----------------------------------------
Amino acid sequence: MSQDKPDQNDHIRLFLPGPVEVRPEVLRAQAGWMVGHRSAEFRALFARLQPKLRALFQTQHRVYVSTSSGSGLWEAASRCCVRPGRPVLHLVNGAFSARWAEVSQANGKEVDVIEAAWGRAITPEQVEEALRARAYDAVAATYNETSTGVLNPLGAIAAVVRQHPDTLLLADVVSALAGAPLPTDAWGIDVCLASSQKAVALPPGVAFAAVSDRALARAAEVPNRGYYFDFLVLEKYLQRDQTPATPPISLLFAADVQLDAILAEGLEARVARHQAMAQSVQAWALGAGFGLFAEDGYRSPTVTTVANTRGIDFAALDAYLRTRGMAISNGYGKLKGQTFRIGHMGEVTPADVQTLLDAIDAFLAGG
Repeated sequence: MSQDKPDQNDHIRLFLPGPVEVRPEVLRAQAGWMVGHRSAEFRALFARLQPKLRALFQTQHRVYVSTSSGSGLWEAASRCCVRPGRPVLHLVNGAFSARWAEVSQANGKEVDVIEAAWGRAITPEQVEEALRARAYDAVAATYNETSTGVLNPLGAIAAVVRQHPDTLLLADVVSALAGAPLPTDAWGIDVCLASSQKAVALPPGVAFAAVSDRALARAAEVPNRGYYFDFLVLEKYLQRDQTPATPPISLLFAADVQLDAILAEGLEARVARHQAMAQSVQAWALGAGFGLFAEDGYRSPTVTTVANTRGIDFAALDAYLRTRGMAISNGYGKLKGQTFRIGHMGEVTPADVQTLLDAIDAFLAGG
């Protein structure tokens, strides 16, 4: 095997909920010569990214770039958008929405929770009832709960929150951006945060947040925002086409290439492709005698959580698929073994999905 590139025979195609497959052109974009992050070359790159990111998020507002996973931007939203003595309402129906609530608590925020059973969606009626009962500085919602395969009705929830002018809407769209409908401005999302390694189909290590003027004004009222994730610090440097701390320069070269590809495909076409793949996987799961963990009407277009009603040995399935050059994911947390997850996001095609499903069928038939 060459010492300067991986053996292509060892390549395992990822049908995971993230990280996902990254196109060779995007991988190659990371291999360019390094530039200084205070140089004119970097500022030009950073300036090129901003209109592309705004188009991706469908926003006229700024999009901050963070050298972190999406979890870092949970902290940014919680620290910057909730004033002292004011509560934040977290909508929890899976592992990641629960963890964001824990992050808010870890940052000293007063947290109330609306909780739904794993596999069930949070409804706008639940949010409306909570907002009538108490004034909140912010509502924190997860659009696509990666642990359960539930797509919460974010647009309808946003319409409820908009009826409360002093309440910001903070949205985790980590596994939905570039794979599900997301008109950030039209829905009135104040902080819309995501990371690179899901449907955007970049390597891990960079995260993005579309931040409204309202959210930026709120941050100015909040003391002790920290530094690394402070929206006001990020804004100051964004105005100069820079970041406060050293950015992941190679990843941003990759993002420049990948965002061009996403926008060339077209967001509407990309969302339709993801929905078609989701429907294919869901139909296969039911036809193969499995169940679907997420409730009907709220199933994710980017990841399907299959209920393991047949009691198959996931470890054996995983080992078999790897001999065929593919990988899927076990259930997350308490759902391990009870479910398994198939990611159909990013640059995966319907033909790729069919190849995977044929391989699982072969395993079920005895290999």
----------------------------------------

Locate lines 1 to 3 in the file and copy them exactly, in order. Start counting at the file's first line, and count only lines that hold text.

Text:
Amino acid sequence: MSQDKPDQNDHIRLFLPGPVEVRPEVLRAQAGWMVGHRSAEFRALFARLQPKLRALFQTQHRVYVSTSSGSGLWEAASRCCVRPGRPVLHLVNGAFSARWAEVSQANGKEVDVIEAAWGRAITPEQVEEALRARAYDAVAATYNETSTGVLNPLGAIAAVVRQHPDTLLLADVVSALAGAPLPTDAWGIDVCLASSQKAVALPPGVAFAAVSDRALARAAEVPNRGYYFDFLVLEKYLQRDQTPATPPISLLFAADVQLDAILAEGLEARVARHQAMAQSVQAWALGAGFGLFAEDGYRSPTVTTVANTRGIDFAALDAYLRTRGMAISNGYGKLKGQTFRIGHMGEVTPADVQTLLDAIDAFLAGG
Repeated sequence: MSQDKPDQNDHIRLFLPGPVEVRPEVLRAQAGWMVGHRSAEFRALFARLQPKLRALFQTQHRVYVSTSSGSGLWEAASRCCVRPGRPVLHLVNGAFSARWAEVSQANGKEVDVIEAAWGRAITPEQVEEALRARAYDAVAATYNETSTGVLNPLGAIAAVVRQHPDTLLLADVVSALAGAPLPTDAWGIDVCLASSQKAVALPPGVAFAAVSDRALARAAEVPNRGYYFDFLVLEKYLQRDQTPATPPISLLFAADVQLDAILAEGLEARVARHQAMAQSVQAWALGAGFGLFAEDGYRSPTVTTVANTRGIDFAALDAYLRTRGMAISNGYGKLKGQTFRIGHMGEVTPADVQTLLDAIDAFLAGG
């Protein structure tokens, strides 16, 4: 095997909920010569990214770039958008929405929770009832709960929150951006945060947040925002086409290439492709005698959580698929073994999905 590139025979195609497959052109974009992050070359790159990111998020507002996973931007939203003595309402129906609530608590925020059973969606009626009962500085919602395969009705929830002018809407769209409908401005999302390694189909290590003027004004009222994730610090440097701390320069070269590809495909076409793949996987799961963990009407277009009603040995399935050059994911947390997850996001095609499903069928038939 060459010492300067991986053996292509060892390549395992990822049908995971993230990280996902990254196109060779995007991988190659990371291999360019390094530039200084205070140089004119970097500022030009950073300036090129901003209109592309705004188009991706469908926003006229700024999009901050963070050298972190999406979890870092949970902290940014919680620290910057909730004033002292004011509560934040977290909508929890899976592992990641629960963890964001824990992050808010870890940052000293007063947290109330609306909780739904794993596999069930949070409804706008639940949010409306909570907002009538108490004034909140912010509502924190997860659009696509990666642990359960539930797509919460974010647009309808946003319409409820908009009826409360002093309440910001903070949205985790980590596994939905570039794979599900997301008109950030039209829905009135104040902080819309995501990371690179899901449907955007970049390597891990960079995260993005579309931040409204309202959210930026709120941050100015909040003391002790920290530094690394402070929206006001990020804004100051964004105005100069820079970041406060050293950015992941190679990843941003990759993002420049990948965002061009996403926008060339077209967001509407990309969302339709993801929905078609989701429907294919869901139909296969039911036809193969499995169940679907997420409730009907709220199933994710980017990841399907299959209920393991047949009691198959996931470890054996995983080992078999790897001999065929593919990988899927076990259930997350308490759902391990009870479910398994198939990611159909990013640059995966319907033909790729069919190849995977044929391989699982072969395993079920005895290999």